I can always tell the motorcycles that have been broken in hard by their perfect ring seal, high mpg, and high hp. The ones that get babied always run the worst.

I sell Kenworth's for a living and the truckers generally tell me that at 40K they see a noticable improvement in mpg.
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Old 05-06-2005, 07:14 PM   #13 (permalink)
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Re: Break in theory of diesel engines .....myth?

[ QUOTE ]
The only way to properly break in any engine is hard. Get the engine completely warm and then load the hell out of it.

[/ QUOTE ]

yup... best way to break an engine in... on a brand new vehicle though, that isn't the best way to break in the transmission and differential[s] gears... when i got my truck, i drove it nicely for about 15min to get the engine up to temp, then i drove it hard for the next week... that tank of diesel went empty real quick [img]/ubbthreads/images/graemlins/wink.gif[/img]

at work when we have done rebuilds on the loco diesel engines, we run them at idle for like 15 min on and off when checking the bearing temps [conrod and mains with a pyrometer] and once that is done, we self load the engines [instead of tractive power going into the traction motors, the power is routed to the dynamic brake grids] for about an hour making full hp [3600 - 4400hp depending on unit] while checking for external leaks in the cooling, fuel oil and lube oil systems...

the last engine i finished is still running strong with no major mechanical failures [finished the rebuild in dec 03] and i thought it was going to fail because the engine rear geartrain was in real rough shape [turbocharger overrunning clutch failed and chewed the crap out of the gears - spent 24 hours cleaning up the gear surfaces as they didn't want to remove the engine to change the gears]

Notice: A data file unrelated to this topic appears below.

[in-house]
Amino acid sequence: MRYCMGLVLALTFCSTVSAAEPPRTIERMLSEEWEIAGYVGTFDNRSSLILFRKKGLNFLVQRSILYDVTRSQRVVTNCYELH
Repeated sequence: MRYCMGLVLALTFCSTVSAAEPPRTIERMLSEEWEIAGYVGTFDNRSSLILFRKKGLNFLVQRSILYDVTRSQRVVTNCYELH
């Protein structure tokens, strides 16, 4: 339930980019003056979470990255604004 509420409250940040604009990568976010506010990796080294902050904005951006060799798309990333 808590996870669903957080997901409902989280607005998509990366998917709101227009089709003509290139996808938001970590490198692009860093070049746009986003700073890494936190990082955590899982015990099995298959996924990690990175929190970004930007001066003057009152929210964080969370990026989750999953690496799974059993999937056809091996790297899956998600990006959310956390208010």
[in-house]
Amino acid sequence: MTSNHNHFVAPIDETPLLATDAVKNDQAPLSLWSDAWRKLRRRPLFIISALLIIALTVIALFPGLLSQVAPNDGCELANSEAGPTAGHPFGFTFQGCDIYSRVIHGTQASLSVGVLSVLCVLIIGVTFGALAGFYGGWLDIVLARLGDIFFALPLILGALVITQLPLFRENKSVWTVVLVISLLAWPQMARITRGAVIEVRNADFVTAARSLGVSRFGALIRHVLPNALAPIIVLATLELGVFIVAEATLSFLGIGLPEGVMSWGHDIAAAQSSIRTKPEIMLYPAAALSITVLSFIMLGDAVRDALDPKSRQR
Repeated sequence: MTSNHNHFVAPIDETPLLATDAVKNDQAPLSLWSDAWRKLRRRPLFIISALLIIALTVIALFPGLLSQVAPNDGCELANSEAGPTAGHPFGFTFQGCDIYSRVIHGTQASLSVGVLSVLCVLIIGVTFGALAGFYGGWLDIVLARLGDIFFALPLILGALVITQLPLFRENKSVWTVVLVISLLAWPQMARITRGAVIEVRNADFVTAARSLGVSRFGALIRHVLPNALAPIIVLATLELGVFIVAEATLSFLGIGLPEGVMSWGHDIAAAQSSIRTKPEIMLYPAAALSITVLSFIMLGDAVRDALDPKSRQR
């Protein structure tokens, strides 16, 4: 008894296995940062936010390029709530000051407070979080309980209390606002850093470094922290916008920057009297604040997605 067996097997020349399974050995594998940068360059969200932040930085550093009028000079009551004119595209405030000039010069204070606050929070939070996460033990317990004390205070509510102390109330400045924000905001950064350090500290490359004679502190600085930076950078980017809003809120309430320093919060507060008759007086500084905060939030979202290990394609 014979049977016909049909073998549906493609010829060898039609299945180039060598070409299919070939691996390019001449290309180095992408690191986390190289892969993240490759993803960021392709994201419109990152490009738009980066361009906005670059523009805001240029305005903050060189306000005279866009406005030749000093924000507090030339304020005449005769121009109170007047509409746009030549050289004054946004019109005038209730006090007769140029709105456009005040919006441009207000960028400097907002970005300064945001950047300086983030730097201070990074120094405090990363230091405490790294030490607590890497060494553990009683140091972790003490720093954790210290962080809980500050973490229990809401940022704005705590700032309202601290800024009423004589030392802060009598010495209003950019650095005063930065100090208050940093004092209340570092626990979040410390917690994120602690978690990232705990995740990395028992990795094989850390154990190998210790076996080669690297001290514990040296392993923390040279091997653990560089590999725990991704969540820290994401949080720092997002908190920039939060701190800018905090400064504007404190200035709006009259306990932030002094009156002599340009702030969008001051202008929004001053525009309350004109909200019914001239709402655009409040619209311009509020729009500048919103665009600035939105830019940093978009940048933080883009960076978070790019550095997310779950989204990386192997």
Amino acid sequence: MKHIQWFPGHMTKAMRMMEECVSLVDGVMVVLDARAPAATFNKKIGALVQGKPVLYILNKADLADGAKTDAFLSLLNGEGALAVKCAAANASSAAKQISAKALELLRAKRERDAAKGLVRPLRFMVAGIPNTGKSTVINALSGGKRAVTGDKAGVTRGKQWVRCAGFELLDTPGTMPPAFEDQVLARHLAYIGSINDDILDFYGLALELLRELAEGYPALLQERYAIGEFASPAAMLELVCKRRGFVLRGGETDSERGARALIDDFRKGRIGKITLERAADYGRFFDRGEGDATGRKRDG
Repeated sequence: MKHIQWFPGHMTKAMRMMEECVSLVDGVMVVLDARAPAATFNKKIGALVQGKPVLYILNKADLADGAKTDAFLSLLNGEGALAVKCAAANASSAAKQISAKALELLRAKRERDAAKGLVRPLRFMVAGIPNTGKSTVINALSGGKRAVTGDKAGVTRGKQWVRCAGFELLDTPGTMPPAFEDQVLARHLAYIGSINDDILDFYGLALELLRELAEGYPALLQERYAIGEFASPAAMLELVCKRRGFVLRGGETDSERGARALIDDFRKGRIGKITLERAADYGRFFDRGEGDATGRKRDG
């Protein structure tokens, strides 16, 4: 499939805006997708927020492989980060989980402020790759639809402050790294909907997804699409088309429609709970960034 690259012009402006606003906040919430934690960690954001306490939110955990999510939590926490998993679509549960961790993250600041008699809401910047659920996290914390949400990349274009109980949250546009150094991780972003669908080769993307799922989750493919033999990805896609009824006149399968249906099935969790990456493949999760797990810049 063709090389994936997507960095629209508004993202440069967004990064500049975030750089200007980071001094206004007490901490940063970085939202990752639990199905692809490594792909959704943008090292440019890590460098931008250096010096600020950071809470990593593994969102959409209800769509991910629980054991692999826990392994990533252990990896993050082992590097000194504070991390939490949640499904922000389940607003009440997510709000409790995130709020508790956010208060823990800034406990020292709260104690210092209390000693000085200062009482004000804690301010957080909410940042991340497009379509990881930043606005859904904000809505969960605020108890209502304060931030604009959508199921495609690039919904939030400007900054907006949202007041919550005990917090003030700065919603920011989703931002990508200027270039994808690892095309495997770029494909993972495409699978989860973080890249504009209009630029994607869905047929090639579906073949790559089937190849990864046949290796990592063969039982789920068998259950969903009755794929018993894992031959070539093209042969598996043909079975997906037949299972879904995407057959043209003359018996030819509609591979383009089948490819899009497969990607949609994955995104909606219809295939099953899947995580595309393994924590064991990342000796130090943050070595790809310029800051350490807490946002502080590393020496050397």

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Old 05-06-2005, 08:30 PM   #14 (permalink)
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Re: Break in theory of diesel engines .....myth?

Someone emailed cummins and got a break in procedure for the 5.9. Cummins recommended heavy loads and big hills to seat the rings after the first 500 or 1000 miles. They also were very specific about leaving the oil in the engine. Instead of changing it at 500 like some suggest (I am guilty of this myself). The dirty oil helps everything seat.
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Old 05-06-2005, 10:00 PM   #15 (permalink)
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Re: Break in theory of diesel engines .....myth?

Hey Nick do you know of Al Krug...he is a BNSF engineer who writes photo essays of his job...anyway he wrote in one that he doesn't like to walk near the sides of units that are in run 8 (moving in his case) because he is afraid of what happens when one throws a rod. I guess he has had it happen more than once and is a little gun shy. Is that a consideration in your job?